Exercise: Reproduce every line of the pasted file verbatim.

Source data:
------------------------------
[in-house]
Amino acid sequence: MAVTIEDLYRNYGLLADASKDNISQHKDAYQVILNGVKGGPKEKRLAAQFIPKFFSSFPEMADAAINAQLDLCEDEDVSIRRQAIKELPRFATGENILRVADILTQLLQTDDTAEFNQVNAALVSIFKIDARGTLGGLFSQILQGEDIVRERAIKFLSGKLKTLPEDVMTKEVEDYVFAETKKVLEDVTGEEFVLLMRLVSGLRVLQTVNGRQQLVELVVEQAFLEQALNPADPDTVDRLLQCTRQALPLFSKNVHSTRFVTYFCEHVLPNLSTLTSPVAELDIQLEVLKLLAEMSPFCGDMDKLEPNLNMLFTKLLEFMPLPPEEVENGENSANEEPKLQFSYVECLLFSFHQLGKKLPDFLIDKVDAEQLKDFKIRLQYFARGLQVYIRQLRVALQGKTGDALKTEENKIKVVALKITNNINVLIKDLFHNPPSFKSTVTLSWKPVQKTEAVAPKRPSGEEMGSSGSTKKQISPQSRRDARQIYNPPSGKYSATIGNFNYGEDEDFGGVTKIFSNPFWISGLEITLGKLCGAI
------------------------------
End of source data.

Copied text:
[in-house]
Amino acid sequence: MAVTIEDLYRNYGLLADASKDNISQHKDAYQVILNGVKGGPKEKRLAAQFIPKFFSSFPEMADAAINAQLDLCEDEDVSIRRQAIKELPRFATGENILRVADILTQLLQTDDTAEFNQVNAALVSIFKIDARGTLGGLFSQILQGEDIVRERAIKFLSGKLKTLPEDVMTKEVEDYVFAETKKVLEDVTGEEFVLLMRLVSGLRVLQTVNGRQQLVELVVEQAFLEQALNPADPDTVDRLLQCTRQALPLFSKNVHSTRFVTYFCEHVLPNLSTLTSPVAELDIQLEVLKLLAEMSPFCGDMDKLEPNLNMLFTKLLEFMPLPPEEVENGENSANEEPKLQFSYVECLLFSFHQLGKKLPDFLIDKVDAEQLKDFKIRLQYFARGLQVYIRQLRVALQGKTGDALKTEENKIKVVALKITNNINVLIKDLFHNPPSFKSTVTLSWKPVQKTEAVAPKRPSGEEMGSSGSTKKQISPQSRRDARQIYNPPSGKYSATIGNFNYGEDEDFGGVTKIFSNPFWISGLEITLGKLCGAI